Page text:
Andrew Cohen | Implications of African Paleoclimates for Human History

The Laboratory of Paleolimnology at the University of Arizona has a long history of playing a leading role in the application of high resolution paleoenvironmental records from African lake deposits to understanding the environmental context of human origins (Cohen et al., 2007 ;;NRC, 2010Blome et al., 2014; Jackson et al., 2015). Increasingly these records are based on long sedimentary drill cores from ancient but extant lakes, as well as outcrops of lake deposits from paleolakes. We are currently leading a $10 million dollar investigation, the Hominin Sites and Paleolakes Drilling Project, involving over 150 scientists from 8 countries, using sediment drill cores from lake deposits to understand the paleoenvironmental and paleoclimatic context of human origins Cohen and Umer, 2009;Cohen et al. 2016, plus a complete and regularly updated list of all HSPDP publications is available at the project website link above. Through the collection of specifically targeted drill cores from ancient lake deposits in Kenya and Ethiopia we hope to transform our understanding of how environmental change and variability may have impacted the evolution, diversification and extinction of our ancestors and near relatives. In addition to the website link above see our project HSPDP Facebook page for more information.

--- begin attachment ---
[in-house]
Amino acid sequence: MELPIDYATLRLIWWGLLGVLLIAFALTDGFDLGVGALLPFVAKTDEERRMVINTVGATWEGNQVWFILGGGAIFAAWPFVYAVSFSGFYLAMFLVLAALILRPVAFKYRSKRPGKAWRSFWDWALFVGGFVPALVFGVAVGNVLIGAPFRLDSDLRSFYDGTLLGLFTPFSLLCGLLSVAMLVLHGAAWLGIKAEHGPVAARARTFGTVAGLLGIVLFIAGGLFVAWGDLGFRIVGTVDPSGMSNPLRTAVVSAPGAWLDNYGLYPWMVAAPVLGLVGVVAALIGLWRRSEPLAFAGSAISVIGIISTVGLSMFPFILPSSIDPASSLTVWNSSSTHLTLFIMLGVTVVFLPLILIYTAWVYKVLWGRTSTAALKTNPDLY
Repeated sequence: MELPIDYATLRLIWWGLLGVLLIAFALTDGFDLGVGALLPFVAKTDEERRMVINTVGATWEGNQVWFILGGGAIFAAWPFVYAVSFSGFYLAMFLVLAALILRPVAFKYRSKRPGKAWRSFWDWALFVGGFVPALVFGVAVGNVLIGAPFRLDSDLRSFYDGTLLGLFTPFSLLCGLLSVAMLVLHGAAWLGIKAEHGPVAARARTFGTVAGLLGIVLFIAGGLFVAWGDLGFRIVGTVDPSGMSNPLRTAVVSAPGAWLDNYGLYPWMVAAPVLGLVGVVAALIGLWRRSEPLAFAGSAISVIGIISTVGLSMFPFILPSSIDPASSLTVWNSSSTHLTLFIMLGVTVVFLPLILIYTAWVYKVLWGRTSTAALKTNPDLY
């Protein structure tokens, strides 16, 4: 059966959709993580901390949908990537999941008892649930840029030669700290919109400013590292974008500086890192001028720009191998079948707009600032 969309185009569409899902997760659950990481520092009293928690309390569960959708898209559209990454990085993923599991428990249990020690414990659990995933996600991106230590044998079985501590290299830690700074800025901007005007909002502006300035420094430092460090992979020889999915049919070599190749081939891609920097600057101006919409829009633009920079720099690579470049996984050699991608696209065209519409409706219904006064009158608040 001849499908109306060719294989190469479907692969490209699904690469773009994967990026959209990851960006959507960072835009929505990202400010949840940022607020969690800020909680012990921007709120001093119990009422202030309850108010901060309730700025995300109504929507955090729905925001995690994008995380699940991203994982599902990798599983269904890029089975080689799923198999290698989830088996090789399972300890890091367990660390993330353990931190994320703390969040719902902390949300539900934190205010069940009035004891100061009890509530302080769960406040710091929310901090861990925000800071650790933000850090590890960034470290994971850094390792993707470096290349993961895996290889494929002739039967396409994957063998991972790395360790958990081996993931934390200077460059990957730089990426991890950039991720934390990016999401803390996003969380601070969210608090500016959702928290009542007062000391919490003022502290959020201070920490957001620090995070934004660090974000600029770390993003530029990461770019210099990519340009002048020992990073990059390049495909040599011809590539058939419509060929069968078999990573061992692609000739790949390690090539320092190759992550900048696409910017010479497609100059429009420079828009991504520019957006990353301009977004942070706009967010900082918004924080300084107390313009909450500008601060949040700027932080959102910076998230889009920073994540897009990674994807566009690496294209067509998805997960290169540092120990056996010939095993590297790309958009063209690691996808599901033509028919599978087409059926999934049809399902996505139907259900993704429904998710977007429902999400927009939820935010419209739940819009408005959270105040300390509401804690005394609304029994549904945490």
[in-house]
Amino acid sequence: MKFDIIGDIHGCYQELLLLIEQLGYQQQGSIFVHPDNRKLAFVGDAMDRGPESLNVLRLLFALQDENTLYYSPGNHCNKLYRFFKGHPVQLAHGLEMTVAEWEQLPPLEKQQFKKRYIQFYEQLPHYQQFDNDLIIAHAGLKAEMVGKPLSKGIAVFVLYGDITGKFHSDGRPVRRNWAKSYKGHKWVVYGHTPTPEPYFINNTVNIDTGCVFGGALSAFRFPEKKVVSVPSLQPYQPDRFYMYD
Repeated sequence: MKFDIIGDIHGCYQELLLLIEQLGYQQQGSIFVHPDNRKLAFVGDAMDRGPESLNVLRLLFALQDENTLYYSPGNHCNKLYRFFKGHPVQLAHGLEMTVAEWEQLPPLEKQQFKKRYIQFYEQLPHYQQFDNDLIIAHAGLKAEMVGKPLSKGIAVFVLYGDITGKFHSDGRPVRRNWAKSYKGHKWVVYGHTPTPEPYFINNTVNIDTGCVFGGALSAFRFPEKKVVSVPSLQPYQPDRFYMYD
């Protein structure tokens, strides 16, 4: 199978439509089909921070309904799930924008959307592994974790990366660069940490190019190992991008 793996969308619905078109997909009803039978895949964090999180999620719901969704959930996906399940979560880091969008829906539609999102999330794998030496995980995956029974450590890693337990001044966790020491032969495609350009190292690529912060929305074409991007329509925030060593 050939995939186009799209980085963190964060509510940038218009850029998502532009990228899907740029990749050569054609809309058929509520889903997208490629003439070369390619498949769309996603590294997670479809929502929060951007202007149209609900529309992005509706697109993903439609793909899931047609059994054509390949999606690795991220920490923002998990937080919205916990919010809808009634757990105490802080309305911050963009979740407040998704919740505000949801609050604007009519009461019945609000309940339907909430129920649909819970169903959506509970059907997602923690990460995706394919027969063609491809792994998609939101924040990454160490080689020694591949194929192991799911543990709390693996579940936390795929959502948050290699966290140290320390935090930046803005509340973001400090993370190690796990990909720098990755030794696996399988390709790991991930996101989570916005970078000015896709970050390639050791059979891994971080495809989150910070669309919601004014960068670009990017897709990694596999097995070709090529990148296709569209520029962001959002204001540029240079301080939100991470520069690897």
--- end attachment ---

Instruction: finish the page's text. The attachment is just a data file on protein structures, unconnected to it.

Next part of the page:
pliocene lake beds

C. The West Turkana Drill Site, with Lake Turkana and North Island in the background. This site was drilled to collect early Pleistocene lake beds near important fossil hominin and archaeological sites of northern Kenya. Photo credit Andrew Cohen.

 

HSPDP team

B. HSPDP team scientists Anders Noren (U. Minnesota-left) and John Kingston (U. Michigan-right) wrapping and labeling core at the Tugen Hills, Kenya site. Photo credit Andrew Cohen.

 

west turkana

C. The West Turkana Drill Site, with Lake Turkana and North Island in the background. This site was drilled to collect early Pleistocene lake beds near important fossil hominin and archaeological sites of northern Kenya. Photo credit Andrew Cohen.

 

multisensor core logger
D. Former project graduate students Chad Yost (U. Arizona) and Leslie Dullo (U. Nairobi) operating the field Multisensor Core Logger in our field laboratory at the West Turkana site. Photo credit Andrew Cohen.